PARIS • After four years in office, President Donald Trump has failed to achieve his promise to eliminate the US trade deficit, and instead dealt a lasting blow to the multilateral economic system that global trade is based upon, analysts say.
But even if Democrat Joe Biden wins the 2020 election as most opinion polls currently show, US trade policy is likely to maintain a protectionist streak and the confrontation with China is set to persist.
One of Mr Trump's main 2016 campaign themes was that the United States - the world's biggest economy - had been taken advantage of by its trade partners and he pledged to shake up global trade arrangements and eliminate the nation's trade deficit.
Mr Trump has indeed shaken up the global trading system but the US trade deficit has grown under his presidency, and analysts say he has little to show for his efforts.
"Trump's trade policies have delivered few tangible benefits to the US economy while undercutting the multilateral trading system, disrupting longstanding alliances with US trading partners, and fomenting uncertainty," said Cornell University professor Eswar Prasad.
While the US trade deficit with China - Mr Trump's main target - has indeed shrunk, imports from Canada and Mexico have jumped, deepening the overall deficit.
The import tariff increases that Washington has imposed on many products have "protected American manufacturers", according to University of Paris-Dauphine economics professor Gianluca Orefice .
But those tariffs also "raised production costs" for US industry and demonstrated the extent of the reliance on Chinese suppliers.
The global economic infrastructure is now in a deep state of flux.
"Obviously his policy has been deeply damaging with respect to Europe, to the WTO, which will be hard to repair," said Mr Edward Alden, a journalist and author who specialises in US trade policy and who is currently a fellow at the Council on Foreign Relations think-tank.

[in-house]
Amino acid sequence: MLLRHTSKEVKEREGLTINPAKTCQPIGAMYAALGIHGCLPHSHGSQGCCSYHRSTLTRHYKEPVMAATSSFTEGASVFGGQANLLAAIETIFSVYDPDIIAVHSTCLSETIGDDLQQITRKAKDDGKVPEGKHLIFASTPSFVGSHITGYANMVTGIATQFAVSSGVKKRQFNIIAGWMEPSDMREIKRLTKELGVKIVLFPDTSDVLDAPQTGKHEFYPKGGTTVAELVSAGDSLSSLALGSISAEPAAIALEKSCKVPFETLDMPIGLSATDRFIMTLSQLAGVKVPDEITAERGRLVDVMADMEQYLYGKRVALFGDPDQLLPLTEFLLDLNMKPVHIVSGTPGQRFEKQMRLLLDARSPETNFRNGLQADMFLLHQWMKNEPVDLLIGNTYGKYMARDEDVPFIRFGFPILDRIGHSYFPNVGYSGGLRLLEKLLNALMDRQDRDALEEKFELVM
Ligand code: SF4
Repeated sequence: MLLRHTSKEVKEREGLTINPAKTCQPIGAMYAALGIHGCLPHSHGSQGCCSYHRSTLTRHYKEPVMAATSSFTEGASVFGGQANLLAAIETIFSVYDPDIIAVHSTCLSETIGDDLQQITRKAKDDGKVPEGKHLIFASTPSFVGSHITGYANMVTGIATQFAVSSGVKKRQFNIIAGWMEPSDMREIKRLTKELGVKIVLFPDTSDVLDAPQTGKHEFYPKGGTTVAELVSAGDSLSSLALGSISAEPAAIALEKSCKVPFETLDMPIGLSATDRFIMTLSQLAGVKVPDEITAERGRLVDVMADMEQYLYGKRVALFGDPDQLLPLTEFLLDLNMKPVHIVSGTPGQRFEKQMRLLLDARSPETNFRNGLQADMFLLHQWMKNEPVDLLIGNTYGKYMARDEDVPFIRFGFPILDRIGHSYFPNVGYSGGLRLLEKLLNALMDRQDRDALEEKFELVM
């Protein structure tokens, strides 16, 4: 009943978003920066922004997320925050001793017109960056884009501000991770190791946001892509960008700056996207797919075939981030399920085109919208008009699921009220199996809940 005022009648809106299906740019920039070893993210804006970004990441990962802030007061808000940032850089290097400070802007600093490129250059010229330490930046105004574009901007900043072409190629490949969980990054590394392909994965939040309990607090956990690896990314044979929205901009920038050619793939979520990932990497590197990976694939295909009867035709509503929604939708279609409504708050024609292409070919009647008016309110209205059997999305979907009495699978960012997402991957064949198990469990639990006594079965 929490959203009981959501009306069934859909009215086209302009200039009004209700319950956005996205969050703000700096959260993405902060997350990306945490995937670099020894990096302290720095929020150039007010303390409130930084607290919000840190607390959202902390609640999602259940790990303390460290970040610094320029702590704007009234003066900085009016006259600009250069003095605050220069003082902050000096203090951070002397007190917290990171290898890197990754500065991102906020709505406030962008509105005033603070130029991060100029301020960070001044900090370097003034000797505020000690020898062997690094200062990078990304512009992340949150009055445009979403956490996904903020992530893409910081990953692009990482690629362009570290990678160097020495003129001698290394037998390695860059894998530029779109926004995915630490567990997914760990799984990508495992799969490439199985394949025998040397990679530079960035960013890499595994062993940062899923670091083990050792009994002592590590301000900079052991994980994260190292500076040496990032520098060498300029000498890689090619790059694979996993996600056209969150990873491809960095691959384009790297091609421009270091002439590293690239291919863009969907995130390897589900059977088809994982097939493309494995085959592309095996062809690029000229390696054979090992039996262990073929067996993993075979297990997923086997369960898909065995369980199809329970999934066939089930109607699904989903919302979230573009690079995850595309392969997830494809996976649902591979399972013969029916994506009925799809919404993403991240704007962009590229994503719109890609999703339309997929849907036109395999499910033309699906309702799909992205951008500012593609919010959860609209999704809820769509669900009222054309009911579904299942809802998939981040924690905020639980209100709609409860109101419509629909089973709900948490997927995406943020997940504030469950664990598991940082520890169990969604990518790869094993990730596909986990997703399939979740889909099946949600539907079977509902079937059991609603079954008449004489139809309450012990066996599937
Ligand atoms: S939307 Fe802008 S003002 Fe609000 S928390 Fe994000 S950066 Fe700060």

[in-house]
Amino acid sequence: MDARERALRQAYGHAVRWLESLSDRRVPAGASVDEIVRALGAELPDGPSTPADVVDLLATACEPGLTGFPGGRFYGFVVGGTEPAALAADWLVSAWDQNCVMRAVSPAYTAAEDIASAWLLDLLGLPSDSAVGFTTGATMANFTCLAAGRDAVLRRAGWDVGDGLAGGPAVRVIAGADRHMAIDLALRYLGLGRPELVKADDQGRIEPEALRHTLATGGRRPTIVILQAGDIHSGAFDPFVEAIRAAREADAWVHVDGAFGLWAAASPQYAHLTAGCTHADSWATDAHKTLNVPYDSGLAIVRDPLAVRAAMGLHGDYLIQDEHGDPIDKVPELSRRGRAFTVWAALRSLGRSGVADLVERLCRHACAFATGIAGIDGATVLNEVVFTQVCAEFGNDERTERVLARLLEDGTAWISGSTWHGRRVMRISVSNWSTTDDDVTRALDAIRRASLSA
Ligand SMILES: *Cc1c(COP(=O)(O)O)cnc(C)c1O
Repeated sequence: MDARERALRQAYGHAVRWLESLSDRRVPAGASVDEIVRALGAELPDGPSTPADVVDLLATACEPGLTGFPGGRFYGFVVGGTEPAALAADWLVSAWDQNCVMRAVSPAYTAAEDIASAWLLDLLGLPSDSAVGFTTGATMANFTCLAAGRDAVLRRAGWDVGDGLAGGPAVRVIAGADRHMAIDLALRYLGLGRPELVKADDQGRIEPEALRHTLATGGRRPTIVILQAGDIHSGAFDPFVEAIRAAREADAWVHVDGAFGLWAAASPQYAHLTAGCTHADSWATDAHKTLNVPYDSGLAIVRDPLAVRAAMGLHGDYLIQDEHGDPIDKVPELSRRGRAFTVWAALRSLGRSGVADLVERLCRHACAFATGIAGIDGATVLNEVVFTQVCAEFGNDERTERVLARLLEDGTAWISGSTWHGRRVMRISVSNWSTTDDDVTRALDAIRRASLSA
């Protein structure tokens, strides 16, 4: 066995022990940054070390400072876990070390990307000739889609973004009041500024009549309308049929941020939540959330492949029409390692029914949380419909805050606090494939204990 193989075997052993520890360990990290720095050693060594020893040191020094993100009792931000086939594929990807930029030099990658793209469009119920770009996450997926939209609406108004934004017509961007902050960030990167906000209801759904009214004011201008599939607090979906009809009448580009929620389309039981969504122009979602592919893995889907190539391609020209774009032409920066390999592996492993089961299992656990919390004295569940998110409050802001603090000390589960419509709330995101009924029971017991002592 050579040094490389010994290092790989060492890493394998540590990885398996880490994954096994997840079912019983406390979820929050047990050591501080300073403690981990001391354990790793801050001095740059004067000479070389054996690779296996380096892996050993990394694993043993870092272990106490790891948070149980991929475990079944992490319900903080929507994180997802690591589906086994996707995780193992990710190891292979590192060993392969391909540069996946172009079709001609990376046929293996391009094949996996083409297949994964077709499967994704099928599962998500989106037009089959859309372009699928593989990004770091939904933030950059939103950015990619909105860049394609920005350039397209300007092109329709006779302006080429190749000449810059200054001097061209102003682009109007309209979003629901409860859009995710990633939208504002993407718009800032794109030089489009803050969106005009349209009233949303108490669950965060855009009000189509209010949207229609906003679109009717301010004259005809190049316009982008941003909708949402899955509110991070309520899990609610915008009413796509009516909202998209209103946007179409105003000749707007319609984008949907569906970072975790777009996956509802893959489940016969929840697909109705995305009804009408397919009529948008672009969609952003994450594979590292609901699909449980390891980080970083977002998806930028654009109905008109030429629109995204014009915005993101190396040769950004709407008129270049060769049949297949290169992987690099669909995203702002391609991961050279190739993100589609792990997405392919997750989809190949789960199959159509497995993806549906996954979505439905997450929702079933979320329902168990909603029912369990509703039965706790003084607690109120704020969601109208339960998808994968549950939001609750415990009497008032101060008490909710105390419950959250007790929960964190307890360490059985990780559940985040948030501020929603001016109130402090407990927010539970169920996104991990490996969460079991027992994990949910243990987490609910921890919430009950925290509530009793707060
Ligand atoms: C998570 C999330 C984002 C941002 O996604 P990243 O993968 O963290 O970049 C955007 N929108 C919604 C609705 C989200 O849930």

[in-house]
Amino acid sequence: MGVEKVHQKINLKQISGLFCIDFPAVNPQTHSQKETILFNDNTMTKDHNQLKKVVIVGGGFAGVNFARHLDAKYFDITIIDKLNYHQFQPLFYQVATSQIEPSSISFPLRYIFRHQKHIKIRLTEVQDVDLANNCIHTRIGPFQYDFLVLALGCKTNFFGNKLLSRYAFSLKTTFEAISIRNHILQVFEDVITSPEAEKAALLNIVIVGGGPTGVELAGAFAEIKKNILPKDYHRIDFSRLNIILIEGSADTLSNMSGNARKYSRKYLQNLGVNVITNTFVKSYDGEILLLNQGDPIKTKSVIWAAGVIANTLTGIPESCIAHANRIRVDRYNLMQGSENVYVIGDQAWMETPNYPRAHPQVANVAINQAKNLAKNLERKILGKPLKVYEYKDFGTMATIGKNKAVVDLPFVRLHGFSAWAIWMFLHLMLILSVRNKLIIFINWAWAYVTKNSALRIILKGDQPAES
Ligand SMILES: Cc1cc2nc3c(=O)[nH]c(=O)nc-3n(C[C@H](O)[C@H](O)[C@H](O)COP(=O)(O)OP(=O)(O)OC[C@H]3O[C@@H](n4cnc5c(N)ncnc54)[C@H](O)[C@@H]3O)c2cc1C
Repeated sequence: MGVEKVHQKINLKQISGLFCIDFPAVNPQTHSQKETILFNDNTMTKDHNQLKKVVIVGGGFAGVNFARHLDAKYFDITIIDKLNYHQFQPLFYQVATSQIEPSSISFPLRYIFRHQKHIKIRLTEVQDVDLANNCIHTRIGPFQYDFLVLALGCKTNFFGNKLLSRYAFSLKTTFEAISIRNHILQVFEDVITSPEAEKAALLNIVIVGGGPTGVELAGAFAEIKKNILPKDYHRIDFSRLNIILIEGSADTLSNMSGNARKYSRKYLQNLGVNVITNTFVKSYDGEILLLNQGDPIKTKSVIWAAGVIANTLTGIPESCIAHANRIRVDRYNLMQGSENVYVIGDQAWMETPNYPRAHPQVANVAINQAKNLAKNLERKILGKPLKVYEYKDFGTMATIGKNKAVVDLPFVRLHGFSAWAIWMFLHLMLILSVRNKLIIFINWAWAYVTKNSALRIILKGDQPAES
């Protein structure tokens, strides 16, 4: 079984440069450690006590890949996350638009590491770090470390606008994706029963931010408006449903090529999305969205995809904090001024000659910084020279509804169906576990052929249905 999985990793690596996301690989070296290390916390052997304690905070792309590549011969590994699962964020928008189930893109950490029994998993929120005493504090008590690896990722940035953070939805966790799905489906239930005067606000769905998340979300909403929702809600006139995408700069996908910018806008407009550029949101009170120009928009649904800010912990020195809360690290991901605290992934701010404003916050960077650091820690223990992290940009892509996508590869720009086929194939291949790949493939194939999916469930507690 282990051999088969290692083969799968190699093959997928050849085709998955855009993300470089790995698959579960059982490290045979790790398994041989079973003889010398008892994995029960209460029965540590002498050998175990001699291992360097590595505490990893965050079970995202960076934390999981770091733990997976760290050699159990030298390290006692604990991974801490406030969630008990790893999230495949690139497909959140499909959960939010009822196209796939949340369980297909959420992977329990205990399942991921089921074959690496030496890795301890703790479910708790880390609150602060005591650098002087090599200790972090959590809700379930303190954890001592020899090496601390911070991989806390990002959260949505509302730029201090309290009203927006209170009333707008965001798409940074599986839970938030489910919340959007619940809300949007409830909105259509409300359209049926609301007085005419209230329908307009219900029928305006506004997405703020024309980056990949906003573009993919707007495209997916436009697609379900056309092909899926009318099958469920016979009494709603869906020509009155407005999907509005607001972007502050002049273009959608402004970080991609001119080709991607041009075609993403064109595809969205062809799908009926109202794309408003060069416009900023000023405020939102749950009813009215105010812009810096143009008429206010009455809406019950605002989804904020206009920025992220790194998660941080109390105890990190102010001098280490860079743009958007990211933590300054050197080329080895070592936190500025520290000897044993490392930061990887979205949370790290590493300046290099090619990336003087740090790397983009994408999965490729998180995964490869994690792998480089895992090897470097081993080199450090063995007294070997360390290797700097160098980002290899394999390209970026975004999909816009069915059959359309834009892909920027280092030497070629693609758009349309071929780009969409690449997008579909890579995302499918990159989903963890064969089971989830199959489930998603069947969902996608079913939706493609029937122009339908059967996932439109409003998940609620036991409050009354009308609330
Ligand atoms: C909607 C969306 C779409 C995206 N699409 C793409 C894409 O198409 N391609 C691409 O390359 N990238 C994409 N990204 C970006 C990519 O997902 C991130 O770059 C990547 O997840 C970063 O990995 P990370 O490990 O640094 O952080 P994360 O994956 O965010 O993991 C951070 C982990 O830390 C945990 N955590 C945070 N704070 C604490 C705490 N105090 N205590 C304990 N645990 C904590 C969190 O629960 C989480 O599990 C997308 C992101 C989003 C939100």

Mr Trump's refusal to appoint new judges has paralysed the World Trade Organisation's (WTO) dispute resolution system, hobbling the arbitrator of the world's multilateral trading system.
"Donald Trump has shown he is capable of breaking, but incapable of building," said Dr Sebastien Jean, director of CEPII, the main French institute for research into international economics.
"When one looks at what he got from China, one is tempted to say: All that for that?" he added.
The truce in the US-China trade war reached in January left unsolved major points of contention such as intellectual property theft and forced technology transfers.
Meanwhile, "the Trump administration's erratic statements and policy decisions have resulted in the US being perceived as an unreliable and untrustworthy trading partner", said Cornell's Prof Prasad.
This has led certain countries to go around the US and conclude bilateral or multilateral trade pacts, such as when Pacific nations went ahead with a deal after Mr Trump pulled his country out of the Trans-Pacific Partnership.
Mr Alden, however, does credit Mr Trump with successfully renegotiating the North American Free Trade Agreement with Canada and Mexico, an effort that was supported by both Democrats and Republicans.
Dr Jean also credits Mr Trump with changing the dynamic concerning China, which helped the European Union change its policy towards Beijing, including several European countries joining the US in banning 5G mobile equipment from Chinese manufacturer Huawei.
The positions of both Democrats and Republicans have hardened in recent years towards China, which is now viewed as a rival that needs to be contained as it has not evolved into a liberal market economy as had been hoped.
"Under either candidate, the trade war is likely to spread," said Ms Vicky Redwood at Capital Economics.
"The trade war was basically inevitable given China's economic rise and persistence with high levels of state intervention rather than adoption of market forces," she said.